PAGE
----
ryanbeckworth

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                  I would be pretty firm with the people who decide you're their PCP. One issue is that you rotate through different services, making it unlikely that a patient you saw for one ailment would be on your service a month later. They may like you better than the other residents, but tough sh%t. Harsh attitude, I admit, but to be awakened or bothered by someone who should not be calling you--and who definitely has someone they should call--is unacceptable in the rest of the world, and should be here as well.
                   

                  Winged Scapula

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                    Wish we had some sort of "block". If ANYONE calls and asks for us by name, we are paged by the operator (although I suppose if it became abusive we could have them blocked from calling us). If ANYONE asks for one of the attendings, even in the attending tells the patient to call them, the operator puts them through to the intern on call.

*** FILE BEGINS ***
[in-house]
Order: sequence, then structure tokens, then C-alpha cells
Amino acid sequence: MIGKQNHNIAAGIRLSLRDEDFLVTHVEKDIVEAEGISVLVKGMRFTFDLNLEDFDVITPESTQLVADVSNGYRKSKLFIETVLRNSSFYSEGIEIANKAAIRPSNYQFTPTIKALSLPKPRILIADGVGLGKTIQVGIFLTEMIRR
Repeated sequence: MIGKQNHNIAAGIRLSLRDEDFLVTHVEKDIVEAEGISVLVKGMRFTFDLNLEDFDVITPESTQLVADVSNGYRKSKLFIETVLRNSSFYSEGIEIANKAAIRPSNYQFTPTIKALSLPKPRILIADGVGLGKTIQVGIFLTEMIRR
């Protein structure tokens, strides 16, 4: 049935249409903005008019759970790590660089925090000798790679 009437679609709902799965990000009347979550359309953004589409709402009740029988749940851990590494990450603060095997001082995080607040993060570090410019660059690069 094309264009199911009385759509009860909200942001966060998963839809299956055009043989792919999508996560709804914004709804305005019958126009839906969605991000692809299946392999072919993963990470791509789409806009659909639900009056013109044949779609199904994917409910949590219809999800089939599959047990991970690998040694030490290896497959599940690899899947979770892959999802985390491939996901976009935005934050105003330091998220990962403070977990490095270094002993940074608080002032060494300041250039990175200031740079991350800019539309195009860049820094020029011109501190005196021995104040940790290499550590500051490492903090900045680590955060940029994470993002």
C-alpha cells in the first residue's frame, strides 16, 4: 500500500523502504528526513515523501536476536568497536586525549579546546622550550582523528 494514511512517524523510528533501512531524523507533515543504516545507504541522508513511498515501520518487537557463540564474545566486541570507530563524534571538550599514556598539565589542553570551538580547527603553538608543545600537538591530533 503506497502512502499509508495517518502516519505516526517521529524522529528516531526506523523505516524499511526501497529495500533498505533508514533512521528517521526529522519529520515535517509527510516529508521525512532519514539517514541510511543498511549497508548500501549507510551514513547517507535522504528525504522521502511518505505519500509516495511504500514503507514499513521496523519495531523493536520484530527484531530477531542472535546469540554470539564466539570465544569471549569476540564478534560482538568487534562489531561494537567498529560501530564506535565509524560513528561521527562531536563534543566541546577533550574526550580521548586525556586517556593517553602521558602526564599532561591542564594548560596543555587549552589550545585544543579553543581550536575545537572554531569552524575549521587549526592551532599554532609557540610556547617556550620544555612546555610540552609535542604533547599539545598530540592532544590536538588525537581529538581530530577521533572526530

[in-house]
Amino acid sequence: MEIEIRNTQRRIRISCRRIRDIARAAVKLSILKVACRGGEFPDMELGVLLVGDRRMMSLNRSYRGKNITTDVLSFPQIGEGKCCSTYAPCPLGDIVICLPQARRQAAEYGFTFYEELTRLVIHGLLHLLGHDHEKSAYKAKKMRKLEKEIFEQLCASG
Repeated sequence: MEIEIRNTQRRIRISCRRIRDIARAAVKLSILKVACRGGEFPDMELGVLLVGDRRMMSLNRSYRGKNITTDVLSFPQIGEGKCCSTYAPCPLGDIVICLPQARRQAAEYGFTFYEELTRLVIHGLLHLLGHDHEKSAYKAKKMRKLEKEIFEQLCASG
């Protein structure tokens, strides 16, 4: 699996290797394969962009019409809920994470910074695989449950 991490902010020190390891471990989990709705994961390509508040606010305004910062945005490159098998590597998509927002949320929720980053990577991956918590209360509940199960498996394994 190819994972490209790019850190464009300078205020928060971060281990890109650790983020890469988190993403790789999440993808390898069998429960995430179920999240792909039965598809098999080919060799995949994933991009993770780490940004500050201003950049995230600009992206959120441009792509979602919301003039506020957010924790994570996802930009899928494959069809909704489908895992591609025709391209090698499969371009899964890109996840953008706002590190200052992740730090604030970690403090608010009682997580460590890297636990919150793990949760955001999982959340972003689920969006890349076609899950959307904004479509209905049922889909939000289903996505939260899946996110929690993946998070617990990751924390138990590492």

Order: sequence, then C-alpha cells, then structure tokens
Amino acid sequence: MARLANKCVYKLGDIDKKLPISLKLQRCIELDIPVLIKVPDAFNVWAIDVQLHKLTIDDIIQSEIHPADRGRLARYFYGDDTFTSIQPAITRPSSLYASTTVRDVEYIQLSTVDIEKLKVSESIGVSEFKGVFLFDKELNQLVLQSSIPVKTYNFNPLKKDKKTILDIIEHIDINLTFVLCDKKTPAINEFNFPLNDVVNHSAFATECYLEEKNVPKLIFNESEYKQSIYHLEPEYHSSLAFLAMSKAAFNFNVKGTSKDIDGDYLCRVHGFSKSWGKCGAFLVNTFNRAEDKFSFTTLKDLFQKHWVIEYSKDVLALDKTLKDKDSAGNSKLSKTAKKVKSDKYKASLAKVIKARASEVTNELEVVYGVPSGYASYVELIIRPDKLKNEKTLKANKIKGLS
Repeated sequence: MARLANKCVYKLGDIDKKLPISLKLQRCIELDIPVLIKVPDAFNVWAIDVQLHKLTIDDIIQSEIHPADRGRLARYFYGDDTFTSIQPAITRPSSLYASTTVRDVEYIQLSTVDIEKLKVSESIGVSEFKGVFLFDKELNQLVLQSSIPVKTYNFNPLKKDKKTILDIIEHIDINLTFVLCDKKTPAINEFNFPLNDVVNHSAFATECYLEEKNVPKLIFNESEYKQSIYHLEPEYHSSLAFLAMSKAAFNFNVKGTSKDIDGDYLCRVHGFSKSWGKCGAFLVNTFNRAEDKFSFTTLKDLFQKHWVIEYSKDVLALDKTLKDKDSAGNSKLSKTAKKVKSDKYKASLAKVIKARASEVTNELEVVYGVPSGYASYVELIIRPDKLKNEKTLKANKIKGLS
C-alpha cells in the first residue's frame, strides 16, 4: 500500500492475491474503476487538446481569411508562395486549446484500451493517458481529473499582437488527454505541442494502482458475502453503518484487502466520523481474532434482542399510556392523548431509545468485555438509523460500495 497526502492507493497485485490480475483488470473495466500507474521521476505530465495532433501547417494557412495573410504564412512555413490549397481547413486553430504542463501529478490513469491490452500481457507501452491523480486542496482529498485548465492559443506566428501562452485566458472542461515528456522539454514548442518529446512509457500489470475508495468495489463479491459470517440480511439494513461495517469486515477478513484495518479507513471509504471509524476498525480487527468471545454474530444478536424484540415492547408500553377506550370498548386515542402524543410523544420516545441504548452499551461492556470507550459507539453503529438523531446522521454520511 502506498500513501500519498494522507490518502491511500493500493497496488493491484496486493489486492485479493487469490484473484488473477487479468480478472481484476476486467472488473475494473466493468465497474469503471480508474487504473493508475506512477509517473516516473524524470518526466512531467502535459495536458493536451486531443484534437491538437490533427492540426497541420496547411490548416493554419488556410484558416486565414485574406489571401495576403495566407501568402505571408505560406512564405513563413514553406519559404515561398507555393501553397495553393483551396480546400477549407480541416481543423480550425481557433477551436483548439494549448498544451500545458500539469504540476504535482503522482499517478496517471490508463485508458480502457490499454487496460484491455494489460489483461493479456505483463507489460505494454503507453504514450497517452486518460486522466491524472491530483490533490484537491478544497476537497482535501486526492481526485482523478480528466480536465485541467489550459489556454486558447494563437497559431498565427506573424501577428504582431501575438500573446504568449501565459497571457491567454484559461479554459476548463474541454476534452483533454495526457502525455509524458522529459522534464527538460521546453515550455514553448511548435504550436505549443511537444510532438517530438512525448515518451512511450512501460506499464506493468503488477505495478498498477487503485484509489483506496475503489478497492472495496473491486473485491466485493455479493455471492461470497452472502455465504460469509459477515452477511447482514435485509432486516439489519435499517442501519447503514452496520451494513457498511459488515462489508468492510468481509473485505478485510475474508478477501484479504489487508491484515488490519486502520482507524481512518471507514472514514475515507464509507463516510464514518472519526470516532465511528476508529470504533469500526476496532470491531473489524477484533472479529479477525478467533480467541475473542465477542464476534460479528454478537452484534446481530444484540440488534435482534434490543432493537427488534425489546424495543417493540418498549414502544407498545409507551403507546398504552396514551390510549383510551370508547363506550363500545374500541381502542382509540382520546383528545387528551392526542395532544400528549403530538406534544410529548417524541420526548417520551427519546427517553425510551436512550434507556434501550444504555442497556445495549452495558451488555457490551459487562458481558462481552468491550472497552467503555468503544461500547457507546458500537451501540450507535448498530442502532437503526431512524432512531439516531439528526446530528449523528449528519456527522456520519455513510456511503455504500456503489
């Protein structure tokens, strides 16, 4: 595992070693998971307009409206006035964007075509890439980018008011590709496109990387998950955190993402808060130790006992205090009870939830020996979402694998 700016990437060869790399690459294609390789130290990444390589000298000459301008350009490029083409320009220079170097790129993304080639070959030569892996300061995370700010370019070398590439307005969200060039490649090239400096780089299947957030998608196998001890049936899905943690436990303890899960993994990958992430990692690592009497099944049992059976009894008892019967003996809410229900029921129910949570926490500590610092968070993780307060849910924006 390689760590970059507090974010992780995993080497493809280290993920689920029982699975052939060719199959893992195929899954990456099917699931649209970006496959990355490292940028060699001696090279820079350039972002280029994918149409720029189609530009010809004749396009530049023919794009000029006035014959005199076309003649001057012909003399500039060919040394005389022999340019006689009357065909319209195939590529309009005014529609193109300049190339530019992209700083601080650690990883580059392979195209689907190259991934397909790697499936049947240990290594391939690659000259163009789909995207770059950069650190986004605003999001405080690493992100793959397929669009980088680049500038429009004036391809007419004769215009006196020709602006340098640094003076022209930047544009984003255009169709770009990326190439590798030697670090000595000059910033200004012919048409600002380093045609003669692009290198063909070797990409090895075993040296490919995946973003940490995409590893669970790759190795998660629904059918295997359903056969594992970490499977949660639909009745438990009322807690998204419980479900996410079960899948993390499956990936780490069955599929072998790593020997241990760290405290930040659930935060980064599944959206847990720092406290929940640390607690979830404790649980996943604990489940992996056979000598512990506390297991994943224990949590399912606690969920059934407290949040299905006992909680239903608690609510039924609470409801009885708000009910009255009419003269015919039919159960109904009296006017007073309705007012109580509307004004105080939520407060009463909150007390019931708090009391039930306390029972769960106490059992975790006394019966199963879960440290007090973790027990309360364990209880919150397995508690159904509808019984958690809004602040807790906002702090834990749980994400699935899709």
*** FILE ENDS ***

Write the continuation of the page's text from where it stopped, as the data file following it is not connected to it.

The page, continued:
It is REALLY painful, especially on Friday afternoons when all the patients seem to call. Of course, I don't get many of those calls anymore but when the intern is home post-call, all the outside calls come to me.:rolleyes:

                    I don't know of patients who have my pager number but it doesn't matter, they can get ahold of me anytime the pager is on. We frequently have to tell the interns to have patients call their PCP because a lot of the calls are non-surgical in nature. Everyone has to be the same - regardless of your specialty, patients should have a PCP to deal with all management problems not directly related to an intervention you've made. Patient's may not like that because it can take awhile to get into their PCP, but the ER or the end of your phone is not meant to be the Help Line for everyone (yes,l said somewhat bitterly).